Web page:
----------+Event:Create File[C:\ProgramData\Microsoft\RCXA43E.tmp]
----------+Event:Open File[C:\ProgramData\Microsoft\RCXA43E.tmp]
----------+Event:Read File[C:\ProgramData\Microsoft\RCXA43E.tmp]
----------+Event:Rename File[C:\ProgramData\Microsoft\RCXA43E.tmp] New File[\Device\HarddiskVolume1\PROGRA~2\MICROS~1\cmstp.exe]
----------+Event:Write File[C:\ProgramData\Microsoft\RCXA43E.tmp]
----------+Event: File[C:\ProgramData\RCXA21B.tmp]
----------+Event:Create File[C:\ProgramData\RCXA21B.tmp]
----------+Event:Open File[C:\ProgramData\RCXA21B.tmp]
----------+Event:Read File[C:\ProgramData\RCXA21B.tmp]
----------+Event:Rename File[C:\ProgramData\RCXA21B.tmp] New File[\Device\HarddiskVolume1\ProgramData\smss.exe]
----------+Event:Write File[C:\ProgramData\RCXA21B.tmp]
----------+Event: File[C:\ProgramData\RCXCA86.tmp]
----------+Event:Create File[C:\ProgramData\RCXCA86.tmp]
----------+Event:Open File[C:\ProgramData\RCXCA86.tmp]
----------+Event:Read File[C:\ProgramData\RCXCA86.tmp]
----------+Event:Rename File[C:\ProgramData\RCXCA86.tmp] New File[\Device\HarddiskVolume1\ProgramData\sessmgr.exe]
----------+Event:Write File[C:\ProgramData\RCXCA86.tmp]
----------+Event: File[C:\ProgramData\sessmgr.exe]
----------+Event:Create File[C:\ProgramData\sessmgr.exe]
----------+Event:NetworkQueryOpen File[C:\ProgramData\sessmgr.exe]
----------+Event:Open File[C:\ProgramData\sessmgr.exe]
----------+Event:Read File[C:\ProgramData\sessmgr.exe]
----------+Event:Write File[C:\ProgramData\sessmgr.exe]
----------+Event: File[C:\ProgramData\smss.exe]
----------+Event:Create File[C:\ProgramData\smss.exe]
----------+Event:NetworkQueryOpen File[C:\ProgramData\smss.exe]
----------+Event:Open File[C:\ProgramData\smss.exe]
----------+Event:Read File[C:\ProgramData\smss.exe]
----------+Event:Write File[C:\ProgramData\smss.exe]
----------+Event: File[C:\Users\VanDamme\AppData\Local\Microsoft\Windows\esentutl.exe]
----------+Event:Create File[C:\Users\VanDamme\AppData\Local\Microsoft\Windows\esentutl.exe]
----------+Event:NetworkQueryOpen File[C:\Users\VanDamme\AppData\Local\Microsoft\Windows\esentutl.exe]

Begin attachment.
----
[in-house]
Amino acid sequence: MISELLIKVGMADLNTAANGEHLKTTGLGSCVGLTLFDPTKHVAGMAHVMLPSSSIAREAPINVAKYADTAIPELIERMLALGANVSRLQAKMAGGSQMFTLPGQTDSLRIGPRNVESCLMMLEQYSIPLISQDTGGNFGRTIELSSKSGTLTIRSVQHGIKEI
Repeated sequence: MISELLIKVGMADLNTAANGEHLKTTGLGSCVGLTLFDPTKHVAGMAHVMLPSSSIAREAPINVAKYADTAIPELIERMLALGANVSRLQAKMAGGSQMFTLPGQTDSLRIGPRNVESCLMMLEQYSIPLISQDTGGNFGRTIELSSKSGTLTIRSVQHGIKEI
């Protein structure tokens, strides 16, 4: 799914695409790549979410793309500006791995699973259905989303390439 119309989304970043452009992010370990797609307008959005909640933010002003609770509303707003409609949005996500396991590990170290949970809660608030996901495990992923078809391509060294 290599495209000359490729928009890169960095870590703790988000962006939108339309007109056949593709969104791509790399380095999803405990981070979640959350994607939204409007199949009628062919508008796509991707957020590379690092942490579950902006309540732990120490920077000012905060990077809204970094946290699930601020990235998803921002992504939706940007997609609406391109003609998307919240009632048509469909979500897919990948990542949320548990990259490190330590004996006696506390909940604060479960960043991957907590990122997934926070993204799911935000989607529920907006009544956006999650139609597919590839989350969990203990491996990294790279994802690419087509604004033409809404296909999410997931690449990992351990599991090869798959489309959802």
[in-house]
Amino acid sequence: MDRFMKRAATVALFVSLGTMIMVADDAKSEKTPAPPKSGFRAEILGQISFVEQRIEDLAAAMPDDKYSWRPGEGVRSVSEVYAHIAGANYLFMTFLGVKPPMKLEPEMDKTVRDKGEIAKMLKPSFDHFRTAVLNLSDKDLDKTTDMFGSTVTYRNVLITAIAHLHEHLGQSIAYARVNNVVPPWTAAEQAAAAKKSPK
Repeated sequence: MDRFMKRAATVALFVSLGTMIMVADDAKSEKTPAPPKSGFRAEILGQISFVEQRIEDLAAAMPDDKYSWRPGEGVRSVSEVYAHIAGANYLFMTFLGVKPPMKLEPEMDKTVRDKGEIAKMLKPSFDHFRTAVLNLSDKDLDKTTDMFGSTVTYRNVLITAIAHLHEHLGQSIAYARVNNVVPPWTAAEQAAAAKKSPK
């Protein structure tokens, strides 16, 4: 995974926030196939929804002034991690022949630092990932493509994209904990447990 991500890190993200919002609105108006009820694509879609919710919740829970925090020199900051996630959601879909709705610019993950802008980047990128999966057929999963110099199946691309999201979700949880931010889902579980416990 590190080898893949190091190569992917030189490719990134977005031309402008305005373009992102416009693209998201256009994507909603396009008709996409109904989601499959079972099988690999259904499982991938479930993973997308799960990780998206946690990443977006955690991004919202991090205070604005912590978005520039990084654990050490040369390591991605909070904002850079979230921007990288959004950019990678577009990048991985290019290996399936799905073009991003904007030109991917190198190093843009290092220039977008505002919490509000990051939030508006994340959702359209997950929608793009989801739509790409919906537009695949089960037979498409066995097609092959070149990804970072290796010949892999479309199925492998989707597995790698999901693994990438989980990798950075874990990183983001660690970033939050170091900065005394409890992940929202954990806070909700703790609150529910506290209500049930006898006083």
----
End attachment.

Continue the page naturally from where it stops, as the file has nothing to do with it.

----------+Event:Open File[C:\Users\VanDamme\AppData\Local\Microsoft\Windows\esentutl.exe]
----------+Event:Write File[C:\Users\VanDamme\AppData\Local\Microsoft\Windows\esentutl.exe]

Now, let’s review the registry modifications as a result of launching this malware.

The downloader’s main goal is to deliver the malicious software on demand, drop it into the file system and update critical registry settings to ensure that the malware is persistent and will run after the machine is rebooted.

The downloader (WordPress-Mutopy_20A6EBF61243B760DD65F897236B6AD3.exe) registers two of its satellites as startup applications. Some more details below from the activity log:

\REGISTRY\MACHINE\SOFTWARE\Microsoft\Windows\CurrentVersion\Run Node:Value Name: Value:Mstsc New Value:C:\ProgramData\Microsoft\mstsc.exe

\REGISTRY\USER\.DEFAULT\Software\Microsoft\Windows\CurrentVersion\Run Node:Value Name: Value:Sessmgr New Value:C:\ProgramData\sessmgr.exe

\REGISTRY\USER\.DEFAULT\Software\Microsoft\Windows\CurrentVersion\Run Node:Value Name: Value:Sessmgr New Value:C:\ProgramData\smss.exe

Below is a snapshot of the mstsc.exe registration. Notice, this is registered under HKLM hive:


And a snapshot of the smss.exe registration. This one is registered under HKCU hive:


Another interesting fact is that the malicious processes are utilizing remote process modification techniques to pass parameters between each other. Here is a short snippet from the section of the report capturing remote process modifications using remote threads:

=== Remote Threads Events ===

WordPress-Mutopy_20A6EBF61243B760DD65F897236B6AD3.exe [Process Id: 3792]
Target:cmstp.exe Target Process Id:[1416] Image:[\Device\HarddiskVolume1\PROGRA~2\MICROS~1\cmstp.exe]
cmstp.exe [Process Id: 1416]
Target:smss.exe Target Process Id:[3176] Image:[\Device\HarddiskVolume1\ProgramData\smss.xe]

The downloader executable is using WinInet API to download any additional malware payloads.

We will keep investigating the internals of this malware, and will publish additional updates as they are discovered.